It was disheartening to read this post, and then encouraging to read some of the intelligent comment. Particularly Alexei Drummond, who I must thank for articulating my views better than I could have done myself, and even questioning the prevailing anthropocentric world view. The only thing I would add is that with the advent of TOP, at last there is a wholesome political choice for us. I can only hope that these small ripples of sense propagate outward and will grow to have a much larger and ultimately tangible effect on our society.
  • Vincent Jamie McLeod
    commented 2017-04-08 19:53:54 +1200
    I don’t think these results are depressing because I don’t believe that people of other countries vote in different ways. People always put themselves first – altruism is an illusion. This is human nature, unless you meant that human nature was depressing.

    Curious though – the article mentions that the issue of third most concern is who will pay for it, and that people like to see people they don’t like pay for it. Does the equation change in the case where a policy would save money? For instance, cannabis law reform would save New Zealand $400,000,000 a year (according to Treasury figures) – how do people feel about who “pays” for this?

    It seems to me that the percentages would change considerably if the policy under consideration saved the country money across the board.

    I appreciate the genuine effort your party is making to communicate democratically with the voters. The literature you are producing shows that the values of party members are successfully informing the party rhetoric – which is in stark contrast to the Establishment parties.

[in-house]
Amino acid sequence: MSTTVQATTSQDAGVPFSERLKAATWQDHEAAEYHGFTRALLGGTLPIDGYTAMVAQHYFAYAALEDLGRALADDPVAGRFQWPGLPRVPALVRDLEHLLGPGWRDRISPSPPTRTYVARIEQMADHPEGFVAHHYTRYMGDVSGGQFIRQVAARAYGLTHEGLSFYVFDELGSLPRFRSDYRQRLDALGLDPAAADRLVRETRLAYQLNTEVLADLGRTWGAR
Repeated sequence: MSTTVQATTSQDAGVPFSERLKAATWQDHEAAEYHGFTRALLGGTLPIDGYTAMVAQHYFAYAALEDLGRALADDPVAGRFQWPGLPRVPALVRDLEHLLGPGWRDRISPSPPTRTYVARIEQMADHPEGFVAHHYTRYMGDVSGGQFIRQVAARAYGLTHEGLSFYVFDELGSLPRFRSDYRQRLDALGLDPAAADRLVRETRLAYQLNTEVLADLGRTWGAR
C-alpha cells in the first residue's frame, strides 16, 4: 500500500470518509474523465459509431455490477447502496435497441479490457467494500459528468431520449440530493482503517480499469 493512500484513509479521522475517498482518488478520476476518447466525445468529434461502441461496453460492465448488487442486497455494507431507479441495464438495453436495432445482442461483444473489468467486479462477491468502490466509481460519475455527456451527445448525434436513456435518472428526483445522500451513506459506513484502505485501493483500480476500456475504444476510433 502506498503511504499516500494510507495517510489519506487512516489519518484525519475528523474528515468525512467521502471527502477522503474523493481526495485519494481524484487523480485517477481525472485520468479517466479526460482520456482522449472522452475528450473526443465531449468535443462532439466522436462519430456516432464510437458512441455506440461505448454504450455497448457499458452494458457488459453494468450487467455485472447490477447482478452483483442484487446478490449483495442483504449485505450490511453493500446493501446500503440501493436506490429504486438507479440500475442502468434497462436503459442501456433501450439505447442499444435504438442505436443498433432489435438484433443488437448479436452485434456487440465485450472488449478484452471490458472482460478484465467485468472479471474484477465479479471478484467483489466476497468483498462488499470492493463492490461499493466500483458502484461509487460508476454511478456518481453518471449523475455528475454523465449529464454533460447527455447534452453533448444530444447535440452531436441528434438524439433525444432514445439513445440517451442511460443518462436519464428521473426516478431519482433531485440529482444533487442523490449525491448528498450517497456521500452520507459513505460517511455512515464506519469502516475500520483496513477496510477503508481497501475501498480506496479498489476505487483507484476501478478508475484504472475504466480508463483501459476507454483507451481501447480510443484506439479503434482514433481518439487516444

• Gary Walls-Renwick
    commented 2017-04-08 09:26:57 +1200
    Lets not get too depressed over these results.I believe most people(esp incl Kiwi) are good natured,intelligent and want a fairer world and society. People are use to the status quo and get sucked in to make quick and easy decisions and choices (sometimes without a lot of thought)- the system encourages this.Also if you are at the bottom of the heap, then you will vote for a party that will give you the most benefit. TOP is changing the conversation and helping refocus issues and choices, based on research not party policy or history.
  • Oliver Krollmann
    commented 2017-04-06 17:39:25 +1200
    During the run-up to the local government elections last year I met voters who wouldn’t vote for a candidate because of his or her body posture, or because of his facial hair, or because he or she was too young. These voters didn’t give a hoot about policy or statements or taxes or rates or who would pay for what or what is fair – they simply disregarded candidates because of their looks or behaviours or age. This means that there are also discriminating elements at work that the above study didn’t include.